This column was Beth Lindenberg's idea.
I told her story last Thursday. Two years ago, Beth ended her pregnancy when she learned she would deliver a baby with Down's syndrome.
Beth got an abortion at Bayfront Medical Center in St. Petersburg in November 1997. If her pregnancy had run into trouble a few months later, she would have been denied the abortion. Bayfront and every other non-religious, non-profit hospital in Pinellas County had formed an association, BayCare, with the bay area's two big Catholic hospitals, St. Anthony's and St. Joseph's. The Catholic view of abortion is the rule at all of them.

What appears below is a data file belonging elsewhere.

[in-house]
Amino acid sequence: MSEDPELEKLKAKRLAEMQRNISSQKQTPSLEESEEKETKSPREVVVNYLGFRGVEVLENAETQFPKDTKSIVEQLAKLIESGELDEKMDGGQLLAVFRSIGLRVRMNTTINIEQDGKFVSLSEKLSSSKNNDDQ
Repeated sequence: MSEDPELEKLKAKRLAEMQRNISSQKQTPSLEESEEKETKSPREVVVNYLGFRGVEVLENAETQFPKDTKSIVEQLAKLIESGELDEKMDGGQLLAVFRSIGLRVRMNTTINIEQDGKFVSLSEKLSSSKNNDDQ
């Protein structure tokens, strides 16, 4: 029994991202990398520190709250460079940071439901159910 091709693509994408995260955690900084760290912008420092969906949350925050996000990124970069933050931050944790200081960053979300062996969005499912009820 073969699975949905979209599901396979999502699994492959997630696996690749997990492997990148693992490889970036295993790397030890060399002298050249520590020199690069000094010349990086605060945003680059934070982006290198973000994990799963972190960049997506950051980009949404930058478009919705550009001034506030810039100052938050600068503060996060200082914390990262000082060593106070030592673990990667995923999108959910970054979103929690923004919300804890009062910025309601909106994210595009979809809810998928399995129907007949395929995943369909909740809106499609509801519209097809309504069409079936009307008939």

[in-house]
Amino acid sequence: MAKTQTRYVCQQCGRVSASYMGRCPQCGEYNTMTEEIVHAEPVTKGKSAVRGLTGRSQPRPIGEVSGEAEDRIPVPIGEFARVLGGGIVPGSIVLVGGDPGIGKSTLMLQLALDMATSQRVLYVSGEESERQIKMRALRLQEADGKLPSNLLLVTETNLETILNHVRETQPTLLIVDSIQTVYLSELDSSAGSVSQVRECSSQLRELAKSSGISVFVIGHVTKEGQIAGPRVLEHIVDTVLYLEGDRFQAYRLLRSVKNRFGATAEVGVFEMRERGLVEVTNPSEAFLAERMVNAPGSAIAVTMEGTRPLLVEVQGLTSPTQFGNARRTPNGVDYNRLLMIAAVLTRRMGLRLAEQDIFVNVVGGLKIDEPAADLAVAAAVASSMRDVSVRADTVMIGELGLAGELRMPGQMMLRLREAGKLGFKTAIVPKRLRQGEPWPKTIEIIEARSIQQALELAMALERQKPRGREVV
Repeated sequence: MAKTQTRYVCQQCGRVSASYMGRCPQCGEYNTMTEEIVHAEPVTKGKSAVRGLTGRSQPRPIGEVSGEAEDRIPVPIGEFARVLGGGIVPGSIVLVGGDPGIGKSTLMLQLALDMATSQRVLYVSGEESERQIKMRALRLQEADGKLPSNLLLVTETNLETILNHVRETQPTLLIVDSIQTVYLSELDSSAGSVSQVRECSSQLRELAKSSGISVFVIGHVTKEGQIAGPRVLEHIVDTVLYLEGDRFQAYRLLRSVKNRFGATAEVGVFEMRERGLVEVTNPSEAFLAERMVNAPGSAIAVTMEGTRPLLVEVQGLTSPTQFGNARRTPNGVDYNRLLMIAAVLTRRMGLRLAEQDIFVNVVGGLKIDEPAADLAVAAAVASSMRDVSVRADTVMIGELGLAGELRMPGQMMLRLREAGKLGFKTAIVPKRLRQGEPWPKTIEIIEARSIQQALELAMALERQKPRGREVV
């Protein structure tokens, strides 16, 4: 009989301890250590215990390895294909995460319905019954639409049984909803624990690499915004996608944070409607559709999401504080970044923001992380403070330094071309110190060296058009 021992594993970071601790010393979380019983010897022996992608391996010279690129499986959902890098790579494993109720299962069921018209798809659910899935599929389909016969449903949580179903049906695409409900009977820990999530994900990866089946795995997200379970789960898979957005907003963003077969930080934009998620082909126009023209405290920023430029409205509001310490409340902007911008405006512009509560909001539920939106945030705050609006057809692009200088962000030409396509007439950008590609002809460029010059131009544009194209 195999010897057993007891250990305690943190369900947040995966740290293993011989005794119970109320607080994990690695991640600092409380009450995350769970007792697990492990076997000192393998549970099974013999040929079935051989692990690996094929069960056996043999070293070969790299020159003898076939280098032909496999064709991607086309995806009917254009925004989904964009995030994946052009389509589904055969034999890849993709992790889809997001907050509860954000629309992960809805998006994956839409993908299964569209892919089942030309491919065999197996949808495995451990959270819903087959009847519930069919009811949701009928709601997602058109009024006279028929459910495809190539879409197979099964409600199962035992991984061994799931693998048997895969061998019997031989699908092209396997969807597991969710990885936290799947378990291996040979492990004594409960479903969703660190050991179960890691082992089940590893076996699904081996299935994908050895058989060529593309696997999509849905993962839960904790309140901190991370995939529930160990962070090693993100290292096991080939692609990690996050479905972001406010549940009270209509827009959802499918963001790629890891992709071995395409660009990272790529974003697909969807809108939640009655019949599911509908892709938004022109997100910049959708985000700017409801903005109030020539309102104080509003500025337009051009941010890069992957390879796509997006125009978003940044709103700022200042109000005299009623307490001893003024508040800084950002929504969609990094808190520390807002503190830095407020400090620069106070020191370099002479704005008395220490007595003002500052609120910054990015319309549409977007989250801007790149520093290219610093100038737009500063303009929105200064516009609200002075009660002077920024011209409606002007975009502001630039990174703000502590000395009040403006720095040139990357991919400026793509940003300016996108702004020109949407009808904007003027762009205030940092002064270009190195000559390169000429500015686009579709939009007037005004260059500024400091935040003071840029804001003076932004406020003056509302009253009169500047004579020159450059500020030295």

I don't think the church has any business imposing its views at hospitals it doesn't own. Neither does Beth. But she said she wanted other voices heard because she wasn't suggesting that anyone who chose to bring a Down's child into the world was wrong. Although national figures indicate that 90 percent of women who know they are carrying a fetus with Down's choose to abort, I heard from others, in e-mails and faxes, who gave birth to Down's children and consider them a great gift.